Exactly. It happens way less than you think. I can remember lots of 2 goal games where the goalie was pulled with 3 minutes left and the team didn't even try and score in the empty net they just softly dump it out to keep the clock ticking.

  11. #11
    swordsandtequila
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    Quote Originally Posted by knicksrulez View Post
    Okay, I think it is clearer for me now, my only other concern is, the goal-difference plays a factor in the seeding at the end of regular season, unlike baseball in which the tie breaker is determined by home and away winning percentage

    Don't really know if this is a factor that matters in final seeding with so many games played, but isn't the ultimate goal to make the post-season, and not just win games? My point is, there's a 95% chance you might lose the game already, so you can leave as it is, or make a risky gamble that will likely harm your tiebreaker factor..

    Thanks for the answer guys, really good points
    Playoff seeding in the NHL means little in relation to the other major sports. Unlike football for instance, where home field is a big advantage in a one and done, bottom seeds knock out top seeds all the time. It's all about who has the hot goaltender. In the NHL, just get in.

  12. #12
    MinnesotaFats
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    No different than a huge shift in baseball, prevent defense in football or fouling in bball.

    Hockey is a game of numbers. The more sticks and bodies that can grab a rebound or block out a defender the better chance to score. After all, it doesn't matter if you lose by 1 or 5, however if you get to overtime you get a point. So empty net might be the smartest late game strategy of all sports since that OT point means something.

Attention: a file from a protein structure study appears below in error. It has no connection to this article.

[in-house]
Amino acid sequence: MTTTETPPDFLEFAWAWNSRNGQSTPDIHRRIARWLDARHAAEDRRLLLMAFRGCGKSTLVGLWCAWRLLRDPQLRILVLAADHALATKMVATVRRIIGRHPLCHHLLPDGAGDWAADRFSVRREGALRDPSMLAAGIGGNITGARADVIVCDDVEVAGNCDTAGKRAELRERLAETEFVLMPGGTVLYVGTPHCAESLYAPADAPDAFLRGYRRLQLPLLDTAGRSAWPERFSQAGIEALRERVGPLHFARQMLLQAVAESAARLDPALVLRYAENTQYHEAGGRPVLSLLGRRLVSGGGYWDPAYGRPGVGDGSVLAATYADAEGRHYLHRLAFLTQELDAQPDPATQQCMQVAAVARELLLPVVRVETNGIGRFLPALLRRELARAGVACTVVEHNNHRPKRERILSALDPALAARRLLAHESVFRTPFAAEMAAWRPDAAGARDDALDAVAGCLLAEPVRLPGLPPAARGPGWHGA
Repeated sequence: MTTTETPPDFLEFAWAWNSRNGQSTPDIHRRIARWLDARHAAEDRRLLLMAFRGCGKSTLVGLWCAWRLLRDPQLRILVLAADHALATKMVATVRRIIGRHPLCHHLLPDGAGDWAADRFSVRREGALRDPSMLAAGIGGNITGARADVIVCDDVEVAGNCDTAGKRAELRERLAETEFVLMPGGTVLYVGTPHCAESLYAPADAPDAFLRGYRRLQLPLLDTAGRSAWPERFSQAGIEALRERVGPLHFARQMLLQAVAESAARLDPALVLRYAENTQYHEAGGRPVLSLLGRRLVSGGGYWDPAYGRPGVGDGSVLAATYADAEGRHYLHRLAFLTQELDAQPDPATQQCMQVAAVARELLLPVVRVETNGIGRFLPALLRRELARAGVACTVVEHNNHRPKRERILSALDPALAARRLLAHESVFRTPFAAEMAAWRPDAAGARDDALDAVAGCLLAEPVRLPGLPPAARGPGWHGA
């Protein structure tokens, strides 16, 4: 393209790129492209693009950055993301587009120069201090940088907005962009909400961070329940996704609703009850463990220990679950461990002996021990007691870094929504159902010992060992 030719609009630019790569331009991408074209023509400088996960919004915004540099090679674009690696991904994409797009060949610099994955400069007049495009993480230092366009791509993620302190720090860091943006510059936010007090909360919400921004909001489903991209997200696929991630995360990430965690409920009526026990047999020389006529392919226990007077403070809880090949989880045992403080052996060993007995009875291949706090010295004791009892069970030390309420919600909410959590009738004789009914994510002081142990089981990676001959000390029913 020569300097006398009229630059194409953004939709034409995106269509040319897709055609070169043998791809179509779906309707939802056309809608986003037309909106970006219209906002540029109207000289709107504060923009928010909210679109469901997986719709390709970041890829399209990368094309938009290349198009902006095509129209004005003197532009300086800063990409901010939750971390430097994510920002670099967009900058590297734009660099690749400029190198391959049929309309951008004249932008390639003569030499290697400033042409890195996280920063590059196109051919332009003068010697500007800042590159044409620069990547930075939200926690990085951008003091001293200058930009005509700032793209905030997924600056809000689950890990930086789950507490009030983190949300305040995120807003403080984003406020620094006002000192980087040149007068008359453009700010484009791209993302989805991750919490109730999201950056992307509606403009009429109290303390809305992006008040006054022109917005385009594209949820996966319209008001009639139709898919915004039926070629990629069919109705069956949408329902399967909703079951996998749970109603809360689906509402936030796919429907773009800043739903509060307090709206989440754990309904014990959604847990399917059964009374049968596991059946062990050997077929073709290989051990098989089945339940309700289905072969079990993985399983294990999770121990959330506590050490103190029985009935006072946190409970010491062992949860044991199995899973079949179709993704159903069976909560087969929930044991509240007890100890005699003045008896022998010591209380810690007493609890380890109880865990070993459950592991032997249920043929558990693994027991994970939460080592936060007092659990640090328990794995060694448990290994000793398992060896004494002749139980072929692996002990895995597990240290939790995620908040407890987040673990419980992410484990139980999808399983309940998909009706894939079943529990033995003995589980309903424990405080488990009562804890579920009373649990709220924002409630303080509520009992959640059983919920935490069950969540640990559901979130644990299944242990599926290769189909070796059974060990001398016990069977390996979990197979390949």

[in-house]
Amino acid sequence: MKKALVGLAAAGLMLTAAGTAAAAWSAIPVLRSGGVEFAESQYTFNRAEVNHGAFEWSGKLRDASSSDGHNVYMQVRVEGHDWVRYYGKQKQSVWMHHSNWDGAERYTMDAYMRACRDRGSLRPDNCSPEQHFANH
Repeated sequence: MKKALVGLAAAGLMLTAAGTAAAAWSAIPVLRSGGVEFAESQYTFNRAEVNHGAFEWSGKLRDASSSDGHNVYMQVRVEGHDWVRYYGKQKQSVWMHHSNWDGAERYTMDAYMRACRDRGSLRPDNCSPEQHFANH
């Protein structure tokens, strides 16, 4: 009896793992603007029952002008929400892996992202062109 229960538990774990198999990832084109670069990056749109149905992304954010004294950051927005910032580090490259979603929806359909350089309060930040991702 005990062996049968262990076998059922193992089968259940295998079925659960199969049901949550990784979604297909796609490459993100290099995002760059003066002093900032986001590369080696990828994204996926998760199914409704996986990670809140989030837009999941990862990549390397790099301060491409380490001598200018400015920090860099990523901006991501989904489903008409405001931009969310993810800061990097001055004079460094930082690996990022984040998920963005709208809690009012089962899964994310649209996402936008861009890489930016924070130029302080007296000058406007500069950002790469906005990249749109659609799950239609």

13. #13
    sjm5122
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    Often I feel like they should pull the goalie sooner. Like with 5 mins left, not 1-2

  14. #14
    jtoler
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    Quote Originally Posted by Chi_archie View Post
    it definately happens more than you think...
    Indeed, mathematical studies indicate that the extra-man gambit works often enough to justify it. Andrew Thomas, who studied data from four NHL seasons during the past decade for an article in the Journal of Quantitative Analysis, found that 30 percent of the goals scored with the cage empty were tallied by the attacking side. And while the league doesn’t keep stats on empty-cage goals, the Elias Sports Bureau reports that 48 extra-attacker goals (with or without the goalie pulled) were scored in the final three minutes during this year’s regular season with another seven in the playoffs.
    Graphic: How the Bruins took advantage

    So does that mean that 70% of the goals scored in empty net situations are scored by the "non-attacking" or netted guarded team? Sounds like it, if so then how is this beneficial. Seems the only way this would be beneficial if your team is just clearly cannot score against the other team, the other team is simply much better and has shown to be much better with even sides, and the chances of you scoring with even sides is less than 30%.

  15. #15
    INVEGA MAN
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    that's why I like betting the over